UGANDA – As part of its palladium jubilee celebrations, marking a significant milestone of attaining 75 years of existence, Uganda Breweries Limited, subsidiary of East African Breweries Limited held a panel discussion, chronicling the brewer’s journey over the years since 1946.

What was clear from the start is the fact that UBL has weathered the storms and thrived thanks to its sustainable business model and culture of doing business the right way, from grain to glass, riding on ethics and integrity.

The panellists discussed UBL’s contribution to the growth of Uganda in the last 75 years and highlighted their expectations for the future, with the brewery at the center for the next 75 years.

“We are celebrating our ability to change with the times, our championing of hope, our journey of excellence and resilience. We have made healthy profits, and we have also contributed to the country’s socio-economic transformation,” said UBL Corporate Relations Director, Juliana Kagwa.

Jimmy D. Mugerwa, Non-Executive Director – East African Breweries Limited, revealed that since 1946, the company has made a significant contribution to the socio-economic transformation of Uganda by paying an estimated Ush 7.4 trillion (US$2.1 billion) in taxes to government. Last year alone, UBL paid Ush 420 billion (US$119m) in taxes to Uganda Revenue Authority.

Other than contributing hugely to Uganda’s tax basket, the company has worked with a variety of partners including government agencies, private sector, civil society and the community at large to initiate, fund or support various projects.

Ensuring better income for locals

A few years ago, it launched the Local Raw Materials Program, supporting farmers to grow raw materials used in the manufacturing of beer including sorghum, barley, maize and cassava.

A total of 32000 farmers annually have benefitted from the program benefiting approximately four million households. UBL has invested an estimated Ush 20 billion (US$5.68m) annually in promoting agriculture.

“We provide seeds, technical advice, fertilisers and also link the farmers to financial institutions for financial services. We also buy the produce from farmers at competitive prices,” said Mark Ocitti Ongom, the former UBL Managing Director.

The Managing Director, Alvin Mbugua, said the company’s recent partnerships with government agencies like Operation Wealth Creation and NAADs for growth of raw materials will also assist farmers.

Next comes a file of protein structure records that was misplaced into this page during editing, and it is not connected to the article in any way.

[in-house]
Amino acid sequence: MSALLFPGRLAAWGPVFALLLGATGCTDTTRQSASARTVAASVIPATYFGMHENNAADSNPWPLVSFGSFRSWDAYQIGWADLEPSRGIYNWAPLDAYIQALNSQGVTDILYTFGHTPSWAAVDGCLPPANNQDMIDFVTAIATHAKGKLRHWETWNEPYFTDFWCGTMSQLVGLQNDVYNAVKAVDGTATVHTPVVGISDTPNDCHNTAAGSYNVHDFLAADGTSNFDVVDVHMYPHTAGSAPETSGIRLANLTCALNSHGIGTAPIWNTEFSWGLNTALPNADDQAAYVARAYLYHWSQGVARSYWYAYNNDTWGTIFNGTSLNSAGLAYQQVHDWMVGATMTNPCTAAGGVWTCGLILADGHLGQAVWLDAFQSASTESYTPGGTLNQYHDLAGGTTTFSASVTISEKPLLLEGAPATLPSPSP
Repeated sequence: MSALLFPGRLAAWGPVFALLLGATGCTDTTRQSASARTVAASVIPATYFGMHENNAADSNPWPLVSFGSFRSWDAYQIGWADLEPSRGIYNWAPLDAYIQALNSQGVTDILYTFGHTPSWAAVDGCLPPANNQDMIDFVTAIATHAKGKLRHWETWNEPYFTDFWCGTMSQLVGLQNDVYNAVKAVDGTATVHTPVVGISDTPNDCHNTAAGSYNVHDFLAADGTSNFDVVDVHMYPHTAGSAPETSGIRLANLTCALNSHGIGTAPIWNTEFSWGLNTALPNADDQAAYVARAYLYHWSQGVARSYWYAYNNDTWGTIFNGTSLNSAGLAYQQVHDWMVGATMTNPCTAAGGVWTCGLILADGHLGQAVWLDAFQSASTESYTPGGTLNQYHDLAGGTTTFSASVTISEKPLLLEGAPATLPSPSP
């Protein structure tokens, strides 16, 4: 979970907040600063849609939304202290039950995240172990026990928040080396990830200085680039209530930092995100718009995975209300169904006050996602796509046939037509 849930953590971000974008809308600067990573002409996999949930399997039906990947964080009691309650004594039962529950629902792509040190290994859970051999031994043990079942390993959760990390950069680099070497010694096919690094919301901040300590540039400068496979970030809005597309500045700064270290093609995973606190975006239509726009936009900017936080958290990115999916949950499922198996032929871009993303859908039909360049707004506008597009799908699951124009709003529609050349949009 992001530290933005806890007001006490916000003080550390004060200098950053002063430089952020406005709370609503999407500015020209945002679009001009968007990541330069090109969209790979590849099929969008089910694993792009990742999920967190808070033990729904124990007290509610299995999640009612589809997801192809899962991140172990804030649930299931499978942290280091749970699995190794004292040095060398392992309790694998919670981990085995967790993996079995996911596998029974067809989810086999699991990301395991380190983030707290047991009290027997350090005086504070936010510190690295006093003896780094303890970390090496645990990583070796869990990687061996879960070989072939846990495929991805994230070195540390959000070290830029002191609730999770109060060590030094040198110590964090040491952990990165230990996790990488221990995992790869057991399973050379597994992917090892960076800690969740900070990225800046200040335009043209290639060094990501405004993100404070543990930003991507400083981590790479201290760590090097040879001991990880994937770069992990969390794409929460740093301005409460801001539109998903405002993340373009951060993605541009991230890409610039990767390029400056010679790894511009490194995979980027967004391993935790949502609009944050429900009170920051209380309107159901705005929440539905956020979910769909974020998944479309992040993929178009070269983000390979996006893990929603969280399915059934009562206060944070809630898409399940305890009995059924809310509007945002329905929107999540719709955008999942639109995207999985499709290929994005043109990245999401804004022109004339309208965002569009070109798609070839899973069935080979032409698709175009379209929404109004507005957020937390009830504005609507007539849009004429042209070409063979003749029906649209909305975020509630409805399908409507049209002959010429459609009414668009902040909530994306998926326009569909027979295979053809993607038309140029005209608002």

Other than working with farmers a further 22,000 Ugandans are involved in its supply and distribution value chain.

“We are custodian of some of this country’s top talent, which we have exported to countries like the UK, Cameroon, Ethiopia, Tanzania and Kenya. We currently directly employ 270 permanent staff and have over 500 contractors” highlighted UBL.

UBL better’s the society

UBL has further continued to seek to make a real difference in its communities through various Corporate Social Investment programs including; Water for Life Program on which it spends about Ush 4 billion annually to enable over 2 million Ugandans to access clean water.

Being an advocated of environmental conservation, the company through its “Running Out of Trees (ROOTs) Campaign” has seen an estimated 4.7 million trees planted since 2005.

Under its scholarship programme which sponsors disadvantaged students to progress to Tertiary Education, it has an annual expenditure of Ush 1 billion (US$283,000).

Its other flagship programmes include the Red Card Initiative aka DDAD [Don’t drink and drive], which UBL has spent Ush 20 billion (US$5.68m) over the past decade.

When the COVID-19 pandemic hit, Uganda Breweries did not let the government bear the burden alone.

Since 2020, they have made contributions in the form of medical equipment, sanitizers and fuel worth Ush 100 million to the Government (Ministry of Health) and various local communities.

The company has also extended support to bar owners and their employees worth US$1 Million through the Raise the Bar program to support safety practices in over 2,000 outlets (bars and restaurants) in accordance with stipulated SOPs e.g., handwashing kits, masks, temperature reading equipment, Point of Sale materials communicating SOPs and training bar and restaurant staff in SOPs and Health guidelines.

Its product portfolio has grown over the years from its flagship product Bell Lager in 1950, to becoming the biggest alcoholic beverages company with the richest brand portfolio consisting of 10 beer brands, 42 spirit brands, 3 ready to drink brands and 1 non- alcoholic beverage.

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